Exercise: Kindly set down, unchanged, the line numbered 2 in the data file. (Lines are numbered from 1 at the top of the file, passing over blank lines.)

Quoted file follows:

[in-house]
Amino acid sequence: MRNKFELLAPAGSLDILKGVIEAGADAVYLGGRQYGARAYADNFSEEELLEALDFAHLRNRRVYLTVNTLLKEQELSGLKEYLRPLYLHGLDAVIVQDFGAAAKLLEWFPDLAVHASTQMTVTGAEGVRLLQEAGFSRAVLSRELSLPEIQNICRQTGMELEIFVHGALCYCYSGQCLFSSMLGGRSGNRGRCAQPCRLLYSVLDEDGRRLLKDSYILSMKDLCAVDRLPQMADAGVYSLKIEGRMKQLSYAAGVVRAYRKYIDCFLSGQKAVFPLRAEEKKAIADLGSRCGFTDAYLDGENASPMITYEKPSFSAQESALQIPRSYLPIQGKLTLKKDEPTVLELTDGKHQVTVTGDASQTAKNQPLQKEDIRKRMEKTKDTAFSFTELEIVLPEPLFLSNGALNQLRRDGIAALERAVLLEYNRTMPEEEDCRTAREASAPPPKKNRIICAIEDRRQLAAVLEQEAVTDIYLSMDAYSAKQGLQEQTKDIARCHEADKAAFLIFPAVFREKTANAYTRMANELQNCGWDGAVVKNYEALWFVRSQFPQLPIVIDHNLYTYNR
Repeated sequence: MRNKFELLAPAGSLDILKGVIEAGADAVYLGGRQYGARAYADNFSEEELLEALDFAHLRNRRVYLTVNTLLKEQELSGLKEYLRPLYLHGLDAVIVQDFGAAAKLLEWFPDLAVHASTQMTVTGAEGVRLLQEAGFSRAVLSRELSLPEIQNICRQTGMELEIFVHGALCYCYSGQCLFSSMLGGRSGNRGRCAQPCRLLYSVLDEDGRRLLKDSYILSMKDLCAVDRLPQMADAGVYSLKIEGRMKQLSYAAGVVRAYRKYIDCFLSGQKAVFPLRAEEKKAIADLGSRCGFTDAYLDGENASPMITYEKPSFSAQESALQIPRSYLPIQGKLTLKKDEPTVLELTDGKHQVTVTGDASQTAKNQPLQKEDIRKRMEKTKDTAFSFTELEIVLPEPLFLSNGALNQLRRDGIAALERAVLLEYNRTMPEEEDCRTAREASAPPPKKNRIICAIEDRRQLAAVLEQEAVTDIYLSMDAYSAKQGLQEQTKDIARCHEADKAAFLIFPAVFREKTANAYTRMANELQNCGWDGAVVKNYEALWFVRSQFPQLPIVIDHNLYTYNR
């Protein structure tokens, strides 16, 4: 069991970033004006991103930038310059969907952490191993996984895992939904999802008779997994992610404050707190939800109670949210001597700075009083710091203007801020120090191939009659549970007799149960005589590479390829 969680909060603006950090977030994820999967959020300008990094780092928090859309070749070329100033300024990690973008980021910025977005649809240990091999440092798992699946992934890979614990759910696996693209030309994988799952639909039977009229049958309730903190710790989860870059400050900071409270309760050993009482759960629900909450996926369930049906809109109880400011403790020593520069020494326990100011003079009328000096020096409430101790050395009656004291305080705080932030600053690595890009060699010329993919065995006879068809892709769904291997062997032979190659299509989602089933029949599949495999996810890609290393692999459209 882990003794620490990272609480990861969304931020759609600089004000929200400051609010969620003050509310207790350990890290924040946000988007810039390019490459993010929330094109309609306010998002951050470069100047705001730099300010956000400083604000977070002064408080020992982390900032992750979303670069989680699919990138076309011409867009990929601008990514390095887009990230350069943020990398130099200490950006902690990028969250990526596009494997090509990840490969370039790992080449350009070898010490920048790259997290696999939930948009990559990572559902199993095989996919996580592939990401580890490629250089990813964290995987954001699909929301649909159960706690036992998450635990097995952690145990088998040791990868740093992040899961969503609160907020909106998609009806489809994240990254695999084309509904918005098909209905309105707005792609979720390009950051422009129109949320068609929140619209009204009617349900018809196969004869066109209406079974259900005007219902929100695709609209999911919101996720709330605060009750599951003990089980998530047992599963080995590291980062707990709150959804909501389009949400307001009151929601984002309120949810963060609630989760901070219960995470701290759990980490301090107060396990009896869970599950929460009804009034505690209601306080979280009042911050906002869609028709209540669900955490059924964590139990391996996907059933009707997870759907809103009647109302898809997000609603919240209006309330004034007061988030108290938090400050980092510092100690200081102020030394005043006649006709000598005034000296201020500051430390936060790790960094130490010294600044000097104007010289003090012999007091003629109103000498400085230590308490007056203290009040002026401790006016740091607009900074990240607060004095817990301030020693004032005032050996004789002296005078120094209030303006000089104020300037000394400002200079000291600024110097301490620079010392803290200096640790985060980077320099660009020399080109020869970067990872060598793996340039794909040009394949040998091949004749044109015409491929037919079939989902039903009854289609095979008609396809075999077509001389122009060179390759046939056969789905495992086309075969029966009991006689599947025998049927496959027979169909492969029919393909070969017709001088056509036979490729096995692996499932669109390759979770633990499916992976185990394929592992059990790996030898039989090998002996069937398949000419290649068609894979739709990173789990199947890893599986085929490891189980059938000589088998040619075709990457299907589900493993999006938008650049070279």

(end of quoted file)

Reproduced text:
Amino acid sequence: MRNKFELLAPAGSLDILKGVIEAGADAVYLGGRQYGARAYADNFSEEELLEALDFAHLRNRRVYLTVNTLLKEQELSGLKEYLRPLYLHGLDAVIVQDFGAAAKLLEWFPDLAVHASTQMTVTGAEGVRLLQEAGFSRAVLSRELSLPEIQNICRQTGMELEIFVHGALCYCYSGQCLFSSMLGGRSGNRGRCAQPCRLLYSVLDEDGRRLLKDSYILSMKDLCAVDRLPQMADAGVYSLKIEGRMKQLSYAAGVVRAYRKYIDCFLSGQKAVFPLRAEEKKAIADLGSRCGFTDAYLDGENASPMITYEKPSFSAQESALQIPRSYLPIQGKLTLKKDEPTVLELTDGKHQVTVTGDASQTAKNQPLQKEDIRKRMEKTKDTAFSFTELEIVLPEPLFLSNGALNQLRRDGIAALERAVLLEYNRTMPEEEDCRTAREASAPPPKKNRIICAIEDRRQLAAVLEQEAVTDIYLSMDAYSAKQGLQEQTKDIARCHEADKAAFLIFPAVFREKTANAYTRMANELQNCGWDGAVVKNYEALWFVRSQFPQLPIVIDHNLYTYNR